Winston finds himself alone in a cell, probably within the walls of theMinistry of Love. Before bringing him to the cell, Winston was detained in an ordinary prison, along with a diverse group of proles and political Party prisoners. He heard two Party women whisper quickly to each other about something called "Room 101." Topic Tracking: Surveillance 17
Topic Tracking: Proletariat 15
Winston is hungry and frightened, knowing he will be facing physical abuse and possible torture. Conscious thoughts of Juliaare not necessary. He instinctively feels love for her and will not betray her; these feelings do not require conscious thought. His thoughts are of O'Brien. Winston wonders whether the Brotherhood will smuggle a razor blade in to him. He thinks of what it would be like to cut into his veins and wonders if he could do it. "It was more natural to exist from moment to moment, accepting another ten minutes' life even with the certainty that there was torture at the end of it." Part 3, Chapter 1, pg. 232 He does not know the time of day, for the lights are always on. His cell is "the place where there is no darkness." The steel door opens and Ampleforth, one of Winston's co-workers, is thrown into the cell. They talk. After about an hour, an officer comes and takes Ampleforth to Room 101. Much later, Parsons is brought to the cell. Winston is surprised. Parsons reveals he was incarcerated for thoughtcrime; he is afraid and feels terribly guilty. Topic Tracking: Surveillance 18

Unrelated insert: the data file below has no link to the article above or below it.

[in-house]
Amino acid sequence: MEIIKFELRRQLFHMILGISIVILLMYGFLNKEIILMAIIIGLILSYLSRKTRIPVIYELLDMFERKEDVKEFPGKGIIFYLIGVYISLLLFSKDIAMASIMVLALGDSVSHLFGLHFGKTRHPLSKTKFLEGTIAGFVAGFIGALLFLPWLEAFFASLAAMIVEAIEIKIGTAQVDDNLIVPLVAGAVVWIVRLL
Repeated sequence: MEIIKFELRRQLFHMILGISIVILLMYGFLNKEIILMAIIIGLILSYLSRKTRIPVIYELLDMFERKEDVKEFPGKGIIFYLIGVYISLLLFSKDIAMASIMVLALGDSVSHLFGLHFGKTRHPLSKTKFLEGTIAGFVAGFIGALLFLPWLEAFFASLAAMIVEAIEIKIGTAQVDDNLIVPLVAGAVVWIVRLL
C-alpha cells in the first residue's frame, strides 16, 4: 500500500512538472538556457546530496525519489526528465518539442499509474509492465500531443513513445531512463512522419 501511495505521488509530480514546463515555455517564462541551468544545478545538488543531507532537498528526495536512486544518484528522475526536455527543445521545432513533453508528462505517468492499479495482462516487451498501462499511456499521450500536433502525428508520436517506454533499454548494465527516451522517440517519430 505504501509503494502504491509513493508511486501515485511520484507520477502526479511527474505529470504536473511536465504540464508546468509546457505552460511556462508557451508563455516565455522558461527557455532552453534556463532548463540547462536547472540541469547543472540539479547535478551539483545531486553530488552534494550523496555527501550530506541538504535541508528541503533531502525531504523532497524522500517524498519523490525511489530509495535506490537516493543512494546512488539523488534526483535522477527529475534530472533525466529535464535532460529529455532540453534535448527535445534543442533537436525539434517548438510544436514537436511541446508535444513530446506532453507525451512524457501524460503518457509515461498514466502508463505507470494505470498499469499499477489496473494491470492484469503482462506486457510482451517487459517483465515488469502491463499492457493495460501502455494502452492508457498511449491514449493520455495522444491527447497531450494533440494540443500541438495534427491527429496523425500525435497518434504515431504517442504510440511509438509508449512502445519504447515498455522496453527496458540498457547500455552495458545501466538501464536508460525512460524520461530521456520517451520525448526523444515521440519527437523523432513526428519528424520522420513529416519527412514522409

Parsons is taken away and other prisoners come and go, including a woman who is sent to Room 101. She crumples in fear as the orders are given. Opposite Winston is a man with a chinless, toothy, rodent-like face. Another prisoner, a skull-faced man, is brought into the cell. The other prisoners notice he is starving to death, and the chinless man finds a dirty piece of bread in a pocket and holds it out to him. The telescreen voice roars and guards break into the cell and beat up the chinless man until his face and mouth are bruised and swollen and blood is oozing from his mouth and nose. An officer comes to take the skull-faced man to Room 101. He howls and clings to the bench, but eventually they drag him away. A long time passes. The door opens and O'Brien comes in. Winston is shocked and cries, "They've got you too!" O'Brien replies, "They got me a long time ago." and steps aside to let in a guard who hits Winston's elbow with a truncheon, knocking him down. This is the first of a series of beatings. Guards kick Winston, and beat him with their fists, truncheons, and steel rods. "There were times when it went on and on until the cruel, wicked, unforgivable thing seemed to him not that the guards continued to beat him but that he could not force himself into losing consciousness." Part 3, Chapter 2, pg. 244 He later realizes that this is part of the routine. Every person who is brought in to the Ministry is first tortured and forced to confess to a variety of crimes such as espionage, sabotage, or worse. Gradually the beatings subside and the interrogation begins. The interrogators constantly keep Winston in slight pain, pulling his hair, and shining glaring lights in his eyes, to keep him in a state of discomfort. Their real weapon, however, is the continuous questioning and abuse. After hours of this, Winston is completely broken and willingly confesses anything and everything to which he is accused. All the time, Winston strangely feels O'Brien's presence, as if he were watching and controlling what is happening to him. Suddenly, he finds himself in a cell, flat on his back on a surface resembling a high camp bed. Somehow he is held down completely immobile. At one side of him is O'Brien, at the other is a man in a white coat holding a syringe. Beneath O'Brien's hand is a dial. As he turns it, a wave of pain floods through Winston's body. After the pain subsides, O'Brien informs Winston of a conversation they will be having. If Winston attempts...
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